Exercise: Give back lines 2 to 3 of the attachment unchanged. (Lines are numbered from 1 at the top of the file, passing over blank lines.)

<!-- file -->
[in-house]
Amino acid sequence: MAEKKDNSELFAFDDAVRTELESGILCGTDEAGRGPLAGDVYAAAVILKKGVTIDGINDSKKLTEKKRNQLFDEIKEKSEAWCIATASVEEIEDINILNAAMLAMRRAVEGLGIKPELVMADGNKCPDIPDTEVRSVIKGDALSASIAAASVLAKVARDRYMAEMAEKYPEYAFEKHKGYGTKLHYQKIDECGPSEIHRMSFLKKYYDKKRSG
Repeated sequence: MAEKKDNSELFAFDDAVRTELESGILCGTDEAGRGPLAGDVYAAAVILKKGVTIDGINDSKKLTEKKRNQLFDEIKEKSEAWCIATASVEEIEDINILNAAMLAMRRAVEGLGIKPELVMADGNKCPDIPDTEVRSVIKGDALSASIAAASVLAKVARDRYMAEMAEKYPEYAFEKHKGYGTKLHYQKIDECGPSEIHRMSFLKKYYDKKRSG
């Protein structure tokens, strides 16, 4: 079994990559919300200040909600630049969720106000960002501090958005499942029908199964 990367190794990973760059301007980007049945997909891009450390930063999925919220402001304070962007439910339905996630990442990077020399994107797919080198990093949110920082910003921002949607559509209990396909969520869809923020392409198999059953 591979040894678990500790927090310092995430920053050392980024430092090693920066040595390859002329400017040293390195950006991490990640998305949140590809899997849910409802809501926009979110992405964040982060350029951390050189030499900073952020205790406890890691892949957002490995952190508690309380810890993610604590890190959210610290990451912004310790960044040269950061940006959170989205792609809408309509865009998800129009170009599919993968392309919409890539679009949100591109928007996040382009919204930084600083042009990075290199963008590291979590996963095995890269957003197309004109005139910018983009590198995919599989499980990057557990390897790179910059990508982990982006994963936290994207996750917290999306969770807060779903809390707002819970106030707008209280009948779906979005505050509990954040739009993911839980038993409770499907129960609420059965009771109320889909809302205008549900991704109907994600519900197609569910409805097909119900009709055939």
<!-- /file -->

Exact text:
Amino acid sequence: MAEKKDNSELFAFDDAVRTELESGILCGTDEAGRGPLAGDVYAAAVILKKGVTIDGINDSKKLTEKKRNQLFDEIKEKSEAWCIATASVEEIEDINILNAAMLAMRRAVEGLGIKPELVMADGNKCPDIPDTEVRSVIKGDALSASIAAASVLAKVARDRYMAEMAEKYPEYAFEKHKGYGTKLHYQKIDECGPSEIHRMSFLKKYYDKKRSG
Repeated sequence: MAEKKDNSELFAFDDAVRTELESGILCGTDEAGRGPLAGDVYAAAVILKKGVTIDGINDSKKLTEKKRNQLFDEIKEKSEAWCIATASVEEIEDINILNAAMLAMRRAVEGLGIKPELVMADGNKCPDIPDTEVRSVIKGDALSASIAAASVLAKVARDRYMAEMAEKYPEYAFEKHKGYGTKLHYQKIDECGPSEIHRMSFLKKYYDKKRSG